At therapy today I did a lot more standing on one leg.
These balance exercises are good for me. In the midst of them I feel myself getting stronger. But they are my biggest challenge. When I am throwing a ball at a trampoline and catching it again I have to fight to keep my balance. I have to use my whole core to make it work. It is difficult. But it doesn’t hurt.
Those exercises also feel like a sort of metaphor about the thin line between joy and sorrow, over-flowing love and shattering pain.
The birth of my son and the separation of my pelvis will be forever linked. The experience was instantaneously the best and worst thing to happen to me to that point. I’m sure in some ways I will always carry that in my head and wonder, just a little, how things might have gone differently.
- If I had not separated my pelvis, would my son have stayed “stuck” and suffered injury or worse?
- If I had gotten an x-ray sooner, would we be hiking now?
- Was I too stubborn in the early days?
But at the same time I know that things have worked out for us in many ways.
- My son breast-fed for his first seven months. That would not have been possible if I had surgery earlier.
- The one birth experience my husband and I will share occurred in an environment we chose, felt confident in and would recommend to anyone.
- Our marriage and our friendship have grown even stronger than I knew was possible because we have been pushed and pulled in all sorts of ways.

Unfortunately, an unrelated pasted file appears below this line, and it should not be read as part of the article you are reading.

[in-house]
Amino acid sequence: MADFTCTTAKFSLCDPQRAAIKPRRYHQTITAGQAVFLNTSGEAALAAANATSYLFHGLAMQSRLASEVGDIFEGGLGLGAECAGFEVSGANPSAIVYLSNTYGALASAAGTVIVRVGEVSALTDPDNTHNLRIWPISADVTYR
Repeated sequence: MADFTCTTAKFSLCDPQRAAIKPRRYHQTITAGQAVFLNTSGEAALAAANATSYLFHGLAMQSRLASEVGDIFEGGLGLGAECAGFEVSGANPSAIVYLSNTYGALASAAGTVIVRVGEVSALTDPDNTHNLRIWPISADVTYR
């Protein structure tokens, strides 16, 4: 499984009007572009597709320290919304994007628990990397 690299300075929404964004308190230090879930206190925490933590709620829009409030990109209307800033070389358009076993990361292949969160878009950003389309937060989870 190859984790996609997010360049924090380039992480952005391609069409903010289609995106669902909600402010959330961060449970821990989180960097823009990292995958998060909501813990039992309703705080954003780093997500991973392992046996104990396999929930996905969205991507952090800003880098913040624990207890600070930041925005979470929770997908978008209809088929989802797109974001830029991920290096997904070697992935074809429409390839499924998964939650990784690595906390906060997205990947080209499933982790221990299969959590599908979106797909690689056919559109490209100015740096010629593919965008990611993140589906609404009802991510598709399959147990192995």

Finding balance was something my Dad and many others in my “village” as a child talked about often. To him — and because of him, to me — balance doesn’t simply mean time for work and time for play. It means finding peace within yourself and keeping it. It means recognizing that there can’t be happiness without sadness, laughter without tears or dirt without rain.
Nothing brings home that message for me more than the experience of giving birth to my son and separating my pelvis. I believe it is because of those lessons that I have never blamed my son, or anyone else involved in his delivery, for my diastasis symphysis pubis.
For some reason, standing perpendicular to that trampoline on one foot, tossing that two-pound ball and fighting like hell to stay balanced helped me see how far I have come. Yes, there have been dark days, tears and screams. But in the four weeks since I started physical therapy I have gone from not being able to use my legs, to needing four legs – if you count the walker, to my two legs, to being able to stand, catch a ball and throw it again all on one leg. It is liberating! And it is a reminder that every day is part of my journey in this life and every day requires balance.